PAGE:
Marc Sciance was out in a construction field under a sun-filled sky for four hours when he found part of his son's college fund in the muddy earth.
The father of two got a few hits on his metal detector that day just outside Fredericksburg, Va., and unearthed some Civil War relics — interesting to a newcomer, maybe, but nothing he hadn't seen before.
Then he got a signal that was "very deep."
"I dug it and it turned out to be the first coin ever minted by the United States," Sciance, 44, said.
The coin Sciance unearthed in October 2006 turned out to be a 1792 silver half-disme, worth 5 cents when it was minted as part of the United States' inaugural launch of national coinage. He later sold it at auction through Stack's Rare Coins in New York City for $11,500 — enough to pay for a full year's tuition at Christopher Newport University, where his son is a sophomore.
Sciance is one of thousands of treasure seekers in this country. They are men and women, grandparents and children who, with metal detectors and digging tools firmly in hand, comb the country's parks, fields, schoolyards and beaches looking for anything from coins and jewelry to relics and gold.
There are organized groups in 49 states devoted to the hobby. And while some haul away valuable items, others find just enough change to jangle in their pockets as they walk back to the car.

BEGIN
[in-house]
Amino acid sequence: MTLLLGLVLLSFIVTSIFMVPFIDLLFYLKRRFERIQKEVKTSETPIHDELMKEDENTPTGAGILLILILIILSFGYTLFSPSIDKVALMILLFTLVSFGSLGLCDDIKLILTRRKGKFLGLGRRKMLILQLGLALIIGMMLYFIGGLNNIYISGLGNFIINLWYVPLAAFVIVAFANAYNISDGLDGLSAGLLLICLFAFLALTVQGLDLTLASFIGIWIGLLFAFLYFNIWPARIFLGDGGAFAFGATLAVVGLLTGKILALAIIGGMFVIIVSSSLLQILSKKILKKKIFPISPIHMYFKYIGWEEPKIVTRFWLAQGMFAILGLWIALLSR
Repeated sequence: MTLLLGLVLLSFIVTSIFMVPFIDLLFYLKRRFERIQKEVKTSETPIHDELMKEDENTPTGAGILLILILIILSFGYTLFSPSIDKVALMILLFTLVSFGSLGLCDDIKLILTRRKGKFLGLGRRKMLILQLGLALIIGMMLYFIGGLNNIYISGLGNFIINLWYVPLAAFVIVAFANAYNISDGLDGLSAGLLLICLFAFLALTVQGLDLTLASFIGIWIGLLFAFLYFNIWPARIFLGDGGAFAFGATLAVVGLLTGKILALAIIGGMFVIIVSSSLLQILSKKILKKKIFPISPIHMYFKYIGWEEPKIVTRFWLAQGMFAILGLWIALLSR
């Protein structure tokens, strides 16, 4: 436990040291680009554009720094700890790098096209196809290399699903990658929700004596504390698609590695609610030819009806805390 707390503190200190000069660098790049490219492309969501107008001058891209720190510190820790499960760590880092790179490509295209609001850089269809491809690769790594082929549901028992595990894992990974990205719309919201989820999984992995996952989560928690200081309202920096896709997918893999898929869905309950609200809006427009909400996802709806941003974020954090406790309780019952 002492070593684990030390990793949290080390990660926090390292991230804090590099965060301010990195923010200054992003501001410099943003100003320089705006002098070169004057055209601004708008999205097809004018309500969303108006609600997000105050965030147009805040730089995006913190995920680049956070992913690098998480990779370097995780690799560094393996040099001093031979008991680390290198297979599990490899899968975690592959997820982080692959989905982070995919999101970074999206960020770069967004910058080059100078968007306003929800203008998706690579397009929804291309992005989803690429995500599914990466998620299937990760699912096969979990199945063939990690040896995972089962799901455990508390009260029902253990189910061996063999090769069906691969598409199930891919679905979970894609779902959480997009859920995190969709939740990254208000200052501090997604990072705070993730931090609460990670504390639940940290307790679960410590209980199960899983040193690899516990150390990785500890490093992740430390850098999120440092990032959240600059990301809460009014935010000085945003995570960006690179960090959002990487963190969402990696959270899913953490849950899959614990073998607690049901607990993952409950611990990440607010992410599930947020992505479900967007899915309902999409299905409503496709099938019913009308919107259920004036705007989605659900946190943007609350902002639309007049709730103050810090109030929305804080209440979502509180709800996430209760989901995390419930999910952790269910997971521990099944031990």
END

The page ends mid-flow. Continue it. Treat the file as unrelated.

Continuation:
Duane Biller is the president of the Federation of Metal Detector and Archaeological Clubs Inc. A metal detectorist for about 20 years, the 57-year-old from McClellandtown, Pa., said there really isn't a typical treasure seeker.
There are nearly as many women as men in the clubs' memberships, he said, and they also see a lot of elderly hunters and families.
"A lot of people get into it because of the extra money," he said. "It's hard to believe there's so much money in the ground."
Russell Gish, a 72-year-old retired Navy man, is a "coinshooter," one of those guys with jangling pockets.
At least twice a week, Gish drives from his home in El Cajon, Calif., a suburb east of San Diego, to the public beaches on the Pacific Coast. Armed with his Minelab detector, the same brand Sciance uses, Gish waves his coil back and forth across the sand until he gets a hit.
"It's a hobby. It's a form of exercise," he said. "Normally it's not a profit-making venture unless you find something unusual."
Gish, a metal detectorist for about 35 years, is also the president of the Coinshooters of San Diego, a club that boasts about 90 hunters.
Everyone, he said, has that dream of pulling up a diamond or hoard of cash.
Sometimes the money doesn't even come from the sand. Gish remembered that he once received a reward of a couple hundred dollars after returning a lost diamond ring.
Summer is the most lucrative time at the beaches, Gish said, noting that between sweat, sunscreen and the cold water, jewelry often slips off right at the water's edge.
But mostly he finds coins currently in circulation, about $4 to $7 per week.
"A lot of people think they'll get rich on these things and they don't," he said.
Instead, Gish throws his beach-earned money into a jar.
"When the jar gets full I go and cash it in and buy myself a nice steak dinner or something," he said.
Mark Belda can boast a much better return. He has traveled to places such as Australia, the Caribbean and Mexico, the trips often funded by what he's dug out of the earth.